By night, a jungle; by day?
“Students, friends and family,” says Pieter van Exter, tenor sax player of Jungle by Night, an emerging, fantastical Afro-funk band from the Netherlands. “We’re in between 16 and 23 years-old. Most of us study (high school, conservatorium or something completely different), and some just finished so have a little break before college. It can be hard to combine study and music sometimes, but we manage since it’s so much fun (music is..).”
Described as “Afro-beat, Ethio-jazz, funk, dub and rock,” Jungle by Night is a collective of idiosyncratic, spontaneous, passionate instrumentalists, who’ve rocked the stage with John Legend, The Roots, and Mayer Hawthorne, yet haven’t even made their way to the States. Two years in development, their passion is Africa; their music and heroes comprised of its inspirational roots; and they function like an extended family, varying personalities included. Along with van Exter, the group includes Ko Zandvliet (trombone), Bo Floor (trumpet), Pyke Pasman (keys), Younes van Tool (bass), Sonny Groeneveld (drums), Tienson Smeets (djembe), and Gino Groeneveld (congas).
“For us, African music is so much more vibrant than (most) western music,” van Exter explains. “The different traditional rhythms enrich jazz and funk. Especially music from Ghana (highlife), Nigeria (Afro-beat) and Ethiopia (Ethio-jazz), which all took our interest. Also, music from bands like Poly Rythmo de Cotonou (Benin), Franco (Congo) and Ali Farka Touré (Mali) rotates on our iPods…We compose our own way with different inspirations in mind, but without sticking to any original rules or standards, such as those established by Fela Kuti, for example. We try to put different ideas in a song and make different songs, slow epic jazz-tracks or more soukous-like dance music.”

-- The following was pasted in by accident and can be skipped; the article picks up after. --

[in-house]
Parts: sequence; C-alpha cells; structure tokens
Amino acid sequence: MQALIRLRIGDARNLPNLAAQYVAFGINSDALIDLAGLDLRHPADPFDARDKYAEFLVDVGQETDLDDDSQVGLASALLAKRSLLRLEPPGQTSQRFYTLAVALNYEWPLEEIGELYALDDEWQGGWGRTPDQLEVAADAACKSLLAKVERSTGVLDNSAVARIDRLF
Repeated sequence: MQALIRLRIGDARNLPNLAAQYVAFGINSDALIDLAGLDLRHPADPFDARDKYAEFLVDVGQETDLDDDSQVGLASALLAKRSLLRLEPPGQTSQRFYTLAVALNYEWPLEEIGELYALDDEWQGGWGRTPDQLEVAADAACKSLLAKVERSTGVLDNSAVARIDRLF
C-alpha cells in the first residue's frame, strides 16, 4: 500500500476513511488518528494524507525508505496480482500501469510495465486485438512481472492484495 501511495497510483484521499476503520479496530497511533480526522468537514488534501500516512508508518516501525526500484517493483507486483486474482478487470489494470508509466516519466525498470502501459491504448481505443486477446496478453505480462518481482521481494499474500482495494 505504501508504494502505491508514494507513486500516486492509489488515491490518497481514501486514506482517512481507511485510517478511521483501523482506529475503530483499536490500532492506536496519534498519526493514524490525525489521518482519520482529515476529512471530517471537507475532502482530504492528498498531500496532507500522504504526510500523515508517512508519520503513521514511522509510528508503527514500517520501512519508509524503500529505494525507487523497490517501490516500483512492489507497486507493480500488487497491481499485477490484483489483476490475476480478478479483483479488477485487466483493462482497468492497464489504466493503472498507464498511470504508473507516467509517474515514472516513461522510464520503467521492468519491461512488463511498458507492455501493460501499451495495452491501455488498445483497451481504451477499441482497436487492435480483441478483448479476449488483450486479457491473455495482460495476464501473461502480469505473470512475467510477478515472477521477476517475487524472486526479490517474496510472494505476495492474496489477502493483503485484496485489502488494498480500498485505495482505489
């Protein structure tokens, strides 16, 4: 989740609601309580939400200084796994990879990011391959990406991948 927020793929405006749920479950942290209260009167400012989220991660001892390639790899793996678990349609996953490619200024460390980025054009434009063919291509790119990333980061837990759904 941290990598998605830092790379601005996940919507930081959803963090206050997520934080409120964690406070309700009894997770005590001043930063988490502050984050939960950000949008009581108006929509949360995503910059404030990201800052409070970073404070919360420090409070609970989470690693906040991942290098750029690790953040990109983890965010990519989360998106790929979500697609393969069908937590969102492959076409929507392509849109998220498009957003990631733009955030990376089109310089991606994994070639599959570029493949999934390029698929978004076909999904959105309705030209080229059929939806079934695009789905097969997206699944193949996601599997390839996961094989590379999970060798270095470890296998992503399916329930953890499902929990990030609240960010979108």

Listen to Jungle by Night for only a minute, and it’s obvious the groove runs acutely through their bloodstream. It’s the kind of music you’d hear in a smoky club in Havana, a jazz bar on the African coast, or a beatnik coffee house hidden amongst an alleyway in Paris. Sit, have a drink, dance. The beat is constant, yet the horns are silky smooth and tell a story of their own. Balance between various parts – the ricochet, the extemporization, the banter – gives every song a unique element of spunk and attitude from the sassy “Hot Mama” to the taunting, more spectacular, “Get 5.” Because Africa has been a space inhabited by many travellers and conquistadors, the effect of Latin and Cuban tongue plays a great role in their style, along with tremendous native influences. More abstractly, the band aims to reflect light and darkness, temporal moods, and both sedated and dynamic experiences.
So far, the multi-dimensional experiment has proven a success. One of the hardest feats to accomplish as a musician is to earn the respect of originators and legends, however Jungle by Night has already been praised by members of Fela Kuti’s former entourage, as well as one very special personal idol.
Remembers van Exter, “Mulatu Astatke is one of our heroes. We had the honor to be his supporting act in the Netherlands and it was amazing to meet him. His compositions are of a hypnotic beauty.”
This group of talented newcomers approaches their craft with little pretension or expectation, but exceptional fervor. Last year, they put out their first self-titled EP, and they will record their debut album this February to be released in April. Then, it’s off to tour Europe along with a breakthrough American tour, tentatively planned for August.
“I never expected we would be able to play on major festivals with the music style we play,” claims van Exter, also recalling a most unusual stage experience when “a guy in a wetsuit with roller-skates trying to stage dive.” Fortunately, the bizarre fan/rebel was apprehended by security before causing much destruction. “We’re very pleased to see so many people enjoying our music.”
Even more phenomenal given they haven’t yet made it West.